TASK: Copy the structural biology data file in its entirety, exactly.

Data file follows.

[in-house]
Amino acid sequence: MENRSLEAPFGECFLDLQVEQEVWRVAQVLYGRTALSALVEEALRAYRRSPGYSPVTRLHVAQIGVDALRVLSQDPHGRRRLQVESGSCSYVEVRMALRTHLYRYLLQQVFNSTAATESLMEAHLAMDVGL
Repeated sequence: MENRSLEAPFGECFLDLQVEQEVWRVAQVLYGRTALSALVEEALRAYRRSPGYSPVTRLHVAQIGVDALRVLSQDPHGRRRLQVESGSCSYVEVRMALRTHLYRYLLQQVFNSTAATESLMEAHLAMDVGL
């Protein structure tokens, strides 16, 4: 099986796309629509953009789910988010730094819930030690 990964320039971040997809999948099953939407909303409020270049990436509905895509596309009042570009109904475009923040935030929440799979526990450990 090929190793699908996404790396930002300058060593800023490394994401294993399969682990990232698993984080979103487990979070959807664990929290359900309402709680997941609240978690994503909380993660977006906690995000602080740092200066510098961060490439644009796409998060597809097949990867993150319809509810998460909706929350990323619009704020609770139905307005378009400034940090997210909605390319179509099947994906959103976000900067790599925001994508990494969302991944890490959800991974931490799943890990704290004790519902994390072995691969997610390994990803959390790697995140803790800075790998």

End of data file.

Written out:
[in-house]
Amino acid sequence: MENRSLEAPFGECFLDLQVEQEVWRVAQVLYGRTALSALVEEALRAYRRSPGYSPVTRLHVAQIGVDALRVLSQDPHGRRRLQVESGSCSYVEVRMALRTHLYRYLLQQVFNSTAATESLMEAHLAMDVGL
Repeated sequence: MENRSLEAPFGECFLDLQVEQEVWRVAQVLYGRTALSALVEEALRAYRRSPGYSPVTRLHVAQIGVDALRVLSQDPHGRRRLQVESGSCSYVEVRMALRTHLYRYLLQQVFNSTAATESLMEAHLAMDVGL
């Protein structure tokens, strides 16, 4: 099986796309629509953009789910988010730094819930030690 990964320039971040997809999948099953939407909303409020270049990436509905895509596309009042570009109904475009923040935030929440799979526990450990 090929190793699908996404790396930002300058060593800023490394994401294993399969682990990232698993984080979103487990979070959807664990929290359900309402709680997941609240978690994503909380993660977006906690995000602080740092200066510098961060490439644009796409998060597809097949990867993150319809509810998460909706929350990323619009704020609770139905307005378009400034940090997210909605390319179509099947994906959103976000900067790599925001994508990494969302991944890490959800991974931490799943890990704290004790519902994390072995691969997610390994990803959390790697995140803790800075790998």